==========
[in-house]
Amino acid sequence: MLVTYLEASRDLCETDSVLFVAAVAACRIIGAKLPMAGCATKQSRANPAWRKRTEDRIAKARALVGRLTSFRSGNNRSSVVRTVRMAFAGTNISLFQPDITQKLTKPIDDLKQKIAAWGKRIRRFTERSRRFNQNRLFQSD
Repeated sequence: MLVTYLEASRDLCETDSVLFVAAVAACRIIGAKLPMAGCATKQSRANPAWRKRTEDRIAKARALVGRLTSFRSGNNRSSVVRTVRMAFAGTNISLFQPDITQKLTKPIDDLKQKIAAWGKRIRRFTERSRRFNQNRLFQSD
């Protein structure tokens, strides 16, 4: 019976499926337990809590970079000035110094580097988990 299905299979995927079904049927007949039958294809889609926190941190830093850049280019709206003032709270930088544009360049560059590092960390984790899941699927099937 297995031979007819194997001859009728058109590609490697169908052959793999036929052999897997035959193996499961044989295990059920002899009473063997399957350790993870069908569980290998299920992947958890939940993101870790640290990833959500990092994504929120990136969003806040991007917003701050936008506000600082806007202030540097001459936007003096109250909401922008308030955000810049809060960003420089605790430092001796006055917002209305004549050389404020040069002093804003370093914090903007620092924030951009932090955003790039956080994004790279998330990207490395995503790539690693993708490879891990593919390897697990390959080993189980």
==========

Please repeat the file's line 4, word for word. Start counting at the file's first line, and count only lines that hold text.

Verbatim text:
């Protein structure tokens, strides 16, 4: 019976499926337990809590970079000035110094580097988990 299905299979995927079904049927007949039958294809889609926190941190830093850049280019709206003032709270930088544009360049560059590092960390984790899941699927099937 297995031979007819194997001859009728058109590609490697169908052959793999036929052999897997035959193996499961044989295990059920002899009473063997399957350790993870069908569980290998299920992947958890939940993101870790640290990833959500990092994504929120990136969003806040991007917003701050936008506000600082806007202030540097001459936007003096109250909401922008308030955000810049809060960003420089605790430092001796006055917002209305004549050389404020040069002093804003370093914090903007620092924030951009932090955003790039956080994004790279998330990207490395995503790539690693993708490879891990593919390897697990390959080993189980």